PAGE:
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Mar5-12, 08:53 PM
P: 1,414
Quote Quote by lugita15 View Post
There is no experimental procedure called "coincidence detection" ...
Sure there is. There's circuitry that matches detection attributes which operates according to calculations based on the photon emission source and the distance between the polarizers.

Quote Quote by lugita15 View Post
... so the term "rate of coincidence detection" is highly misleading. Coincidences aren't "detected" experimentally, they are a consequence of individual detections.
They're a consequence of matching individual detection attributes wrt calculated coincidence intervals.

Whether coincidental detections are counted 'on the fly' by circuitry built into the experimental design, or after the fact via time stamps, the fact is that the basic datum of entanglement setups (eg., Bell tests) is called coincidental detection, and the rate of coincidental detection varies as a function of θ, the angular difference between the polarizer settings.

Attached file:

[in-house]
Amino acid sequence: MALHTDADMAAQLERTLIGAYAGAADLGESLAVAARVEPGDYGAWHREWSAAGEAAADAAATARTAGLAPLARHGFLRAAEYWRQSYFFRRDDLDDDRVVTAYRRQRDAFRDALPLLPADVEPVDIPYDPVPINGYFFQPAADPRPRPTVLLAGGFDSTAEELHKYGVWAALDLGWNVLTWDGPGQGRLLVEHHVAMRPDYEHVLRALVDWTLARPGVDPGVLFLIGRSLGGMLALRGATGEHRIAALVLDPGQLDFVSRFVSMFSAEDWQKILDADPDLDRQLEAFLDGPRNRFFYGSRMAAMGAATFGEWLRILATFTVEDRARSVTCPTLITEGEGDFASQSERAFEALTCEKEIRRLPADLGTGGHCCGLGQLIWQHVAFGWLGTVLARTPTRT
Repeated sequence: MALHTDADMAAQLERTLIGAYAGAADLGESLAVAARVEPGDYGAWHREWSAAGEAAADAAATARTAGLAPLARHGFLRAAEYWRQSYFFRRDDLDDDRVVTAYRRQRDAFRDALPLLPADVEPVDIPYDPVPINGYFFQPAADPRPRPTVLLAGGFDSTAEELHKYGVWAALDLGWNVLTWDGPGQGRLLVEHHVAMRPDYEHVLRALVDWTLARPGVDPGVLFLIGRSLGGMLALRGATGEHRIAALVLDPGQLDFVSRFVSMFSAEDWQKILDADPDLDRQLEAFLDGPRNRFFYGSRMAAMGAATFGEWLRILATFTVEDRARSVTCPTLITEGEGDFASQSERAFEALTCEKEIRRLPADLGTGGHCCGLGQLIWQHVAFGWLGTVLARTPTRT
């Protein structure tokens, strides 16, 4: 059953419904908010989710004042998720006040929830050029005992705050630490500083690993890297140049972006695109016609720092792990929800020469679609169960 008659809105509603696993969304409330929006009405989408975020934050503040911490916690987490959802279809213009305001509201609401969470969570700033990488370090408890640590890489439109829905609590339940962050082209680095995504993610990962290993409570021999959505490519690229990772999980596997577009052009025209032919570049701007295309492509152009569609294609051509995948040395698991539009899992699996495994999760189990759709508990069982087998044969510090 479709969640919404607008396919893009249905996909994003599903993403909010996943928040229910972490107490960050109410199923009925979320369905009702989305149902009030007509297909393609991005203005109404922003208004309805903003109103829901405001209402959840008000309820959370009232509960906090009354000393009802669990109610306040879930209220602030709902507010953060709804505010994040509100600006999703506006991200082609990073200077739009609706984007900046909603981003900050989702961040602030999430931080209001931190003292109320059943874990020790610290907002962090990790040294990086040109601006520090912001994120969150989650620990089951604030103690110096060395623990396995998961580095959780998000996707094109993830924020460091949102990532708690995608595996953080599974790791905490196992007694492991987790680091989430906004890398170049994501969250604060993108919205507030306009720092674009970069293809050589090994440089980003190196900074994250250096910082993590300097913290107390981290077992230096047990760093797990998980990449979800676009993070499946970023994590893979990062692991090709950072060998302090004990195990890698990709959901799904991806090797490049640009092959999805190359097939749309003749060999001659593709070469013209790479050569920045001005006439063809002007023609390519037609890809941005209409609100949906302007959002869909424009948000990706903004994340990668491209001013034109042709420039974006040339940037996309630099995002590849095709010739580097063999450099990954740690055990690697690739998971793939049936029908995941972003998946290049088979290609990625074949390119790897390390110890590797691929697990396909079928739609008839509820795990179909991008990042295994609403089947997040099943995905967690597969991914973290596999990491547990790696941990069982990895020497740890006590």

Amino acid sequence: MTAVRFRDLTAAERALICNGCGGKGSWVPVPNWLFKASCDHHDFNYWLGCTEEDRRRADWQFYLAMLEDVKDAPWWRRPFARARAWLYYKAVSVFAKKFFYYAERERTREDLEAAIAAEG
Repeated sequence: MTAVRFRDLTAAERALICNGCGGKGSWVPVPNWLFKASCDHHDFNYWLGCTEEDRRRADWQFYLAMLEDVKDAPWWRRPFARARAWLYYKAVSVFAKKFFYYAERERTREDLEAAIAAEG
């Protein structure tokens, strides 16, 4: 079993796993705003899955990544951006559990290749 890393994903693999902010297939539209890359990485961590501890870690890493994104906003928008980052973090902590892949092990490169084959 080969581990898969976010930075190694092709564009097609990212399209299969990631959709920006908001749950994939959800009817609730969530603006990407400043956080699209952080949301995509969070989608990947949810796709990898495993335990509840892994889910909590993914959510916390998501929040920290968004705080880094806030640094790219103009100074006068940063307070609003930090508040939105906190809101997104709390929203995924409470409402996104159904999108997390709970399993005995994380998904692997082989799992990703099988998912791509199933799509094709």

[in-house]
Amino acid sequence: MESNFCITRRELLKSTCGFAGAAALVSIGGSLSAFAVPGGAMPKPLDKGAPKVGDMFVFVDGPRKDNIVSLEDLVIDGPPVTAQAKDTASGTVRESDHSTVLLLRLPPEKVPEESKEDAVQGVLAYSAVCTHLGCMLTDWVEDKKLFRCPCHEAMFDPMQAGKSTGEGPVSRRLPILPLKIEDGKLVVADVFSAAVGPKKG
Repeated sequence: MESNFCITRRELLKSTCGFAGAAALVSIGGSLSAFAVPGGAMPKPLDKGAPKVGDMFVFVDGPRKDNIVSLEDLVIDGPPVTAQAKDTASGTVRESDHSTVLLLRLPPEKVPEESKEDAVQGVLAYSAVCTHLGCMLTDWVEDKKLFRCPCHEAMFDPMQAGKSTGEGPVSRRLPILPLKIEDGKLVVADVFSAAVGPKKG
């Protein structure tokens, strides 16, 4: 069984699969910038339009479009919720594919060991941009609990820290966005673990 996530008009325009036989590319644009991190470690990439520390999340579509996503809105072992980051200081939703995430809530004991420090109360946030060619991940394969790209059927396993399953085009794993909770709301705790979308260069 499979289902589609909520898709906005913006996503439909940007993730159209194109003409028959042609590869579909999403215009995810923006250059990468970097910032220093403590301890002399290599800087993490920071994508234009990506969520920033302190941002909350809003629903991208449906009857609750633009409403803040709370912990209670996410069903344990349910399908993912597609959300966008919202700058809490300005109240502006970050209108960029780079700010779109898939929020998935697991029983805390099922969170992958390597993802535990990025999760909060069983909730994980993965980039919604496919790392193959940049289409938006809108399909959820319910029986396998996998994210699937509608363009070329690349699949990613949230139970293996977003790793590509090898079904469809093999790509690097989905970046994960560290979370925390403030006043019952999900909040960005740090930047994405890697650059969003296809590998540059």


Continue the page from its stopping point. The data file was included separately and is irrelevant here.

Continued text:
So, given that the rate of individual detection doesn't vary as a function of polarizer setting, then what can you infer from this?

Quote Quote by lugita15 View Post
They are both entirely determined by the same thing ...
No. Incorrect inference. This doesn't follow from the known experimental results.